Author and pastor Tim Keller talks about passion this way, he says, “Passion means suffering- If you live a life of passion that means you are living a life that is for something bigger than yourself.” Jesus understands this better than anyone, his passion for people leads him to places that no one else would dare to go. For us, maybe it doesn’t have to lead us to places no one would dare to go…. but maybe it does lead somewhere. Maybe it does lead somewhere in which you are doing something for God’s kingdom here on this earth. Serving God and truly being a part of His church will most likely lead to places in which you will have to stoop down and be a servant to someone that is in need. If you’re not serving regularly in some way right now, I would encourage you to pray for God’s leading in that. Listen for where he might be asking you to stoop down.
The Final Observation:
when passion leads to compassion, we are refreshed each day. Even though Jesus leaves this conversation with this woman by saying “Go and sin no more”, we all know that’s not going to happen. Arguably, even the most spiritual man in the post- Jesus first century, the apostle Paul, said he was “the chief of sinners”, like as he was writing his epistles. So, what was Jesus really expecting? basically, “Your old life keeps you from being who God meant you to be. It hurts other people. So, go now and start over. Start worshipping the one who is in control and loves you completely.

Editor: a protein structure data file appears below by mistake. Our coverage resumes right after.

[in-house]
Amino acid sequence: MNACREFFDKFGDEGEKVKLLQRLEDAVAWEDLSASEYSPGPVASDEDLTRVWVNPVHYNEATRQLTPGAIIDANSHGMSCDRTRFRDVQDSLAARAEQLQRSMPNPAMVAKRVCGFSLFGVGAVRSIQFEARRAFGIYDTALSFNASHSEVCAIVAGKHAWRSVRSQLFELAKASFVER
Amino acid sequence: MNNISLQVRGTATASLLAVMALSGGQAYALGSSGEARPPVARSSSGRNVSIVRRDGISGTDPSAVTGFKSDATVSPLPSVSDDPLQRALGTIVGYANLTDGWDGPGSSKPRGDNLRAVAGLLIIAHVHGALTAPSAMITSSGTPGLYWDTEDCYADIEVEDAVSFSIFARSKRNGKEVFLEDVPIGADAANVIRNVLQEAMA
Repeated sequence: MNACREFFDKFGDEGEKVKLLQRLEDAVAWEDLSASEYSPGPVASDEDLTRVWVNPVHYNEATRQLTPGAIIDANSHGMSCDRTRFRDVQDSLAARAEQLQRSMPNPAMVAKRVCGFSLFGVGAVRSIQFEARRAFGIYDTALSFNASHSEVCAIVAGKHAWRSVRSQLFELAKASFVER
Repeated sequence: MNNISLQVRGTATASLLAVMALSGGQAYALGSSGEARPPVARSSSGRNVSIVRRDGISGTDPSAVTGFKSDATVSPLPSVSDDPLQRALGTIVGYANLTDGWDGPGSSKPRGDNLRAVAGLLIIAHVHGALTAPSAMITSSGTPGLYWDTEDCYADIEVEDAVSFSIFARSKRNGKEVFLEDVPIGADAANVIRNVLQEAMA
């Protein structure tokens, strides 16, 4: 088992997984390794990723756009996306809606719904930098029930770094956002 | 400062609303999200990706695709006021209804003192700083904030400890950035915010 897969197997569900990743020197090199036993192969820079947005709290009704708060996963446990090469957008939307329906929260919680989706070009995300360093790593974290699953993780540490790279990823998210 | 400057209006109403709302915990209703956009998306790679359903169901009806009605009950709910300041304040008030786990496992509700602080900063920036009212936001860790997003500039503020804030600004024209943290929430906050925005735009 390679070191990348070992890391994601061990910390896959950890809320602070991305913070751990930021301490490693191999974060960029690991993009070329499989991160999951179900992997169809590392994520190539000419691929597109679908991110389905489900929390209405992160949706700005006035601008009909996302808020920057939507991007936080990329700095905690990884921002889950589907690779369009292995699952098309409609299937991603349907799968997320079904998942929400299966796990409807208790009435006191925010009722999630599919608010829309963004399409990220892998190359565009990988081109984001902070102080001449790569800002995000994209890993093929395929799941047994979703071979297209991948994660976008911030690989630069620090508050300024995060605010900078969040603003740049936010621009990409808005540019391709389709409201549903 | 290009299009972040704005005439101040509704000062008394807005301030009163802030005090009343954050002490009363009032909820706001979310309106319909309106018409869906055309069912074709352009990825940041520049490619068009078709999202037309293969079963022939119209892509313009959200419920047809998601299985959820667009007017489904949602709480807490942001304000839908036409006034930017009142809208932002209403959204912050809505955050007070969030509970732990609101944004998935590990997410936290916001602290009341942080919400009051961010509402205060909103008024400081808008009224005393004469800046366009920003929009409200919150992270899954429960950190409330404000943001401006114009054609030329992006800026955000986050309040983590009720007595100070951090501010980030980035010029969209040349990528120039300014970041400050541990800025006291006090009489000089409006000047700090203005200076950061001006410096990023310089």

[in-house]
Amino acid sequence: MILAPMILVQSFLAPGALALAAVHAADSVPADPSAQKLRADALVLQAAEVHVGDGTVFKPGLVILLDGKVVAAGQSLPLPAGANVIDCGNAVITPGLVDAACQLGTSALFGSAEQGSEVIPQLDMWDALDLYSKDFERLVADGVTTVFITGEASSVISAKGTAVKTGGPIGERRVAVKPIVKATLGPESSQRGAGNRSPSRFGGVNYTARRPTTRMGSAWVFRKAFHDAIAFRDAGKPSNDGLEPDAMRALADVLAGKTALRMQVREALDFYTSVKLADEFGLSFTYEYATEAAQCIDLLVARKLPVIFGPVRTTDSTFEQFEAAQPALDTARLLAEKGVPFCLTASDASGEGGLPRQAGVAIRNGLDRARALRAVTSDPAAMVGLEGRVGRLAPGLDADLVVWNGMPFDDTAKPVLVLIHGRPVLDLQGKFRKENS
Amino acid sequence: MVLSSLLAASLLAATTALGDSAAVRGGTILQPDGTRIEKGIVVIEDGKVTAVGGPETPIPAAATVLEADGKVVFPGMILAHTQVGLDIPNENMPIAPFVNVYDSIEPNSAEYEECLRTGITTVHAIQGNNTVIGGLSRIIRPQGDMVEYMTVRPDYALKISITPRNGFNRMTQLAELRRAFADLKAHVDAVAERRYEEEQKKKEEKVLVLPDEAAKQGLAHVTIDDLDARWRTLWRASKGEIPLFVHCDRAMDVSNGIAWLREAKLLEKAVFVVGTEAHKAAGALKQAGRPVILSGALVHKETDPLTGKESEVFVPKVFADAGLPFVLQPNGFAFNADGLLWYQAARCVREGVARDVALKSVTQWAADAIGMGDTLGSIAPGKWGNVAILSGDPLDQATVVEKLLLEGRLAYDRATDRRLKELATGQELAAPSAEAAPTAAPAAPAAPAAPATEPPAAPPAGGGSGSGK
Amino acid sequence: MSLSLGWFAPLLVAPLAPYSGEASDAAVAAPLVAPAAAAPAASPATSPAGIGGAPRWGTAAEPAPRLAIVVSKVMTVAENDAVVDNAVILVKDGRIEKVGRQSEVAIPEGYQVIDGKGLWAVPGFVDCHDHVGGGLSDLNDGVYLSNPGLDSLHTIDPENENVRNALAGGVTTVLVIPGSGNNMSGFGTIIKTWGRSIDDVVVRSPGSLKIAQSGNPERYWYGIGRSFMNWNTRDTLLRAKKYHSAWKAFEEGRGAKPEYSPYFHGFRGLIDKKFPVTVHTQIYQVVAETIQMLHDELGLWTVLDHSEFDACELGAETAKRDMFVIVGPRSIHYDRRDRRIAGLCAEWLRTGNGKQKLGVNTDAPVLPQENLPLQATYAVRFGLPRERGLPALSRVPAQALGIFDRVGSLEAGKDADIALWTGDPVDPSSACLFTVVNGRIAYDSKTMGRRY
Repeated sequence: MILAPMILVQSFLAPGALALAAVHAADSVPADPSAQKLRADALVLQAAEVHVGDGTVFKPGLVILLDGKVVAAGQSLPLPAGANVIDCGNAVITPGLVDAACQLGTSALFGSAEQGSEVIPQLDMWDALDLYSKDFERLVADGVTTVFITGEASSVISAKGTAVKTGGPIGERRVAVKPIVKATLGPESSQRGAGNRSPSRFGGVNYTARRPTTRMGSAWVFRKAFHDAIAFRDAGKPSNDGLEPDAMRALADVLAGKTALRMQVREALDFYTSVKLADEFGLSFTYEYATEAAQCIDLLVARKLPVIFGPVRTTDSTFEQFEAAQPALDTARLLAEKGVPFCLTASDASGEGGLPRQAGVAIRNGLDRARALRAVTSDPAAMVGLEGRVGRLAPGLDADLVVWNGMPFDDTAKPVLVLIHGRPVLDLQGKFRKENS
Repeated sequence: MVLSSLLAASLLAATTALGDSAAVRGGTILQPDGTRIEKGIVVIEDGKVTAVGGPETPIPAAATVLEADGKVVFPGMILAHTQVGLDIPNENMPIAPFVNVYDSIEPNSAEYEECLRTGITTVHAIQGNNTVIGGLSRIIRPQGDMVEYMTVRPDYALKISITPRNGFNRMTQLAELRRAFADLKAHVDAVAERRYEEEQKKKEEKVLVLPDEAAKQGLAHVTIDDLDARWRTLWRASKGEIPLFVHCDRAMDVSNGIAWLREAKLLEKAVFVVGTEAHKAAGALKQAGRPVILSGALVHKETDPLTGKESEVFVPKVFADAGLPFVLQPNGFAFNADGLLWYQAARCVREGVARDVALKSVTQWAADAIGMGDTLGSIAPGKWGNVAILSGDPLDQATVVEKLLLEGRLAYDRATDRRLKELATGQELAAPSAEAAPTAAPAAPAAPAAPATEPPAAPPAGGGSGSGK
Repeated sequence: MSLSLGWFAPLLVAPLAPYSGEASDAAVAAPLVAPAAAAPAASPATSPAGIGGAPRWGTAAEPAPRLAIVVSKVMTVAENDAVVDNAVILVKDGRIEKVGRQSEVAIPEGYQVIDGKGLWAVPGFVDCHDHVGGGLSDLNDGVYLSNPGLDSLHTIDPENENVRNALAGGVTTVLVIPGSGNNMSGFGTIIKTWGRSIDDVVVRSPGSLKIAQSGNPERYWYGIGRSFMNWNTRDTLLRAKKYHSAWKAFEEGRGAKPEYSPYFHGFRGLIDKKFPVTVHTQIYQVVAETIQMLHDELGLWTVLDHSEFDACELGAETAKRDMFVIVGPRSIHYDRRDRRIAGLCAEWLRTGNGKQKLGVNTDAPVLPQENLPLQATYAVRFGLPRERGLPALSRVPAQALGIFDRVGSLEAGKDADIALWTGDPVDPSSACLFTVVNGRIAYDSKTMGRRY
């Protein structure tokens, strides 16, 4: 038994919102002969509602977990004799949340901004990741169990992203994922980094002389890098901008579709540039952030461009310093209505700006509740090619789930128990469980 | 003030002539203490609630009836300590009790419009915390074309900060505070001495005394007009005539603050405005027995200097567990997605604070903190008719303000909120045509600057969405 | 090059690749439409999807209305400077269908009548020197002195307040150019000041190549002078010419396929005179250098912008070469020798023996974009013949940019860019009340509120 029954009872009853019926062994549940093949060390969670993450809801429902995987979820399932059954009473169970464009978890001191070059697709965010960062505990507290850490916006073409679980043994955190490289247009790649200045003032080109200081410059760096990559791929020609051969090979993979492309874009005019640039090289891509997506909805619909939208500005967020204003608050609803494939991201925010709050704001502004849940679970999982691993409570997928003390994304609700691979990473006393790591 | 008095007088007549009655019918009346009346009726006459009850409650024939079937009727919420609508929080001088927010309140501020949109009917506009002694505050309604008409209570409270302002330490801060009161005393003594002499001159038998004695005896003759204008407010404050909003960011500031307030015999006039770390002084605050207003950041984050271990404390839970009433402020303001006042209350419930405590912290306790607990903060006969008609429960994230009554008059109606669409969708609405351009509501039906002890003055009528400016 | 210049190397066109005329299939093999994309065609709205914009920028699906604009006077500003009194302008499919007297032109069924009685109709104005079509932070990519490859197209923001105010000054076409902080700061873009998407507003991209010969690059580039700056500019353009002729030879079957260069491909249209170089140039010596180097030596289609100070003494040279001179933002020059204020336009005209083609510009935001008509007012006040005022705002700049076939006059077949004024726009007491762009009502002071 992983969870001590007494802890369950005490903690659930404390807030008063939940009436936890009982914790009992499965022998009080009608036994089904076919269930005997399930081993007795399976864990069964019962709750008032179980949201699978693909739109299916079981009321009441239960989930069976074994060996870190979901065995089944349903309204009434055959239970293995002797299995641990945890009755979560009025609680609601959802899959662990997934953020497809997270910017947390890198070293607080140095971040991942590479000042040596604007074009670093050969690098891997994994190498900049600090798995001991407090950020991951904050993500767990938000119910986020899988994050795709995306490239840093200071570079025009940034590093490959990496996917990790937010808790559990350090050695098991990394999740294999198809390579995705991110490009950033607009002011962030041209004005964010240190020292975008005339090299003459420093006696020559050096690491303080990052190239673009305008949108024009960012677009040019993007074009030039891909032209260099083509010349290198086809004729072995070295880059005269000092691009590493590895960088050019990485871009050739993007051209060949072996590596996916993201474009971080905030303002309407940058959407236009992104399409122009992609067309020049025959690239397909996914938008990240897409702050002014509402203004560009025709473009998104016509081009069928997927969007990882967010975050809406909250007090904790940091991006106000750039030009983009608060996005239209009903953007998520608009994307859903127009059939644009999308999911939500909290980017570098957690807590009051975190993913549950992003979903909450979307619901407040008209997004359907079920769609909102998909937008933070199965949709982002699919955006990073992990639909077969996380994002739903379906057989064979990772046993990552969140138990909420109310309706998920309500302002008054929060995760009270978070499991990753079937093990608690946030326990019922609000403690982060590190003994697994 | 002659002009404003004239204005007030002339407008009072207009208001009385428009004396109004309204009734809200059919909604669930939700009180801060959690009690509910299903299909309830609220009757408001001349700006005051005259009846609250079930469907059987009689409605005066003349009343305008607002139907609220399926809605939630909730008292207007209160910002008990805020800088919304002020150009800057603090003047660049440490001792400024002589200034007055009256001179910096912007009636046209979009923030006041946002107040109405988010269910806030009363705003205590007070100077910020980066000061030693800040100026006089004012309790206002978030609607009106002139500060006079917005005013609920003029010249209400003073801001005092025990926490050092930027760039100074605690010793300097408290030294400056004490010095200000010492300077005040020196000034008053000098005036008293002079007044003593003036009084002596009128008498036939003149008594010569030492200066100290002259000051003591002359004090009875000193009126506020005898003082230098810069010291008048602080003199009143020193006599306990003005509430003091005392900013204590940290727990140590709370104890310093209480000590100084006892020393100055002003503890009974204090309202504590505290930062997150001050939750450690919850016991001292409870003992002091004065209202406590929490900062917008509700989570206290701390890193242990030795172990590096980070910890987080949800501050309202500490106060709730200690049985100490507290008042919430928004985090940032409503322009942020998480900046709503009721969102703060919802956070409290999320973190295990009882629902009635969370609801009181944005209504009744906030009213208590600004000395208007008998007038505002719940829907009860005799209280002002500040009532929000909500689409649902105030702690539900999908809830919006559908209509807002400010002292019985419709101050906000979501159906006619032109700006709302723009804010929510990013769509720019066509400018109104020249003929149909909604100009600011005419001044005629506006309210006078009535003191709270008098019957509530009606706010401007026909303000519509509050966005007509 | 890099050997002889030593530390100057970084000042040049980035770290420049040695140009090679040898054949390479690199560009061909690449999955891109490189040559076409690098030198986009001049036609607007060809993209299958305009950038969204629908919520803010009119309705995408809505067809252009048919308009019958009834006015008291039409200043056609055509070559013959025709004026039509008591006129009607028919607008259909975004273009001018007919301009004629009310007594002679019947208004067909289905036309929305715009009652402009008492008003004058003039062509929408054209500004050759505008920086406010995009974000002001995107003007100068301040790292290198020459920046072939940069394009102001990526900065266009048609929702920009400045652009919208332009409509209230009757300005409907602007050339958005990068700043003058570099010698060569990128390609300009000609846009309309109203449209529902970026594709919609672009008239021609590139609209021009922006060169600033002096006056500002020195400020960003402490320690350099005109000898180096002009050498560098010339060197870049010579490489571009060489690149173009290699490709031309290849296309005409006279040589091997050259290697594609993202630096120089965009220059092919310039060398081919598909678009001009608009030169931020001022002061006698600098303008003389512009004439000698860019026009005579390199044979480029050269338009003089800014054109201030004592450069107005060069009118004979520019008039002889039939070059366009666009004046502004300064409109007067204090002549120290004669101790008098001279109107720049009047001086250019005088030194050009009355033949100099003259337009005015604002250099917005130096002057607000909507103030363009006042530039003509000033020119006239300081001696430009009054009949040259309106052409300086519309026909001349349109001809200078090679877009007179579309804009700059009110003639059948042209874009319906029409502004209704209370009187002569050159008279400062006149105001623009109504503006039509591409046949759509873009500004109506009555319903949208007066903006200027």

Standing amongst the rubble:
Lately I feel like I’ve been pointed to the book of Lamentations, where the prophet Jeremiah finds himself standing in the rubble of Jerusalem. Everything has been upended and destroyed, his livelihood is gone, his friends and family members have died, and with tears in his eyes he chooses the only option he knows, to worship God, the God he still loves and the God who still trusts. So, he sings this in chapter 3:22-23, “Because of the Lord’s great love we are not consumed, for His compassions NEVER fail. They are new EVERY morning; great is your faithfulness.”
We worship a God who’s love never fails, it’s available to us every single morning. And the woman caught in the act of adultery, some day we’ll probably meet her, she can sing those lyrics herself with confidence. The question is, can we? Can we live a passionate life because of the grace we have been given? Personally, I believe that all of us should be the most passionate people alive because we have a passionate savior in Jesus, someone that would rather draw in the sand, than pick up a rock.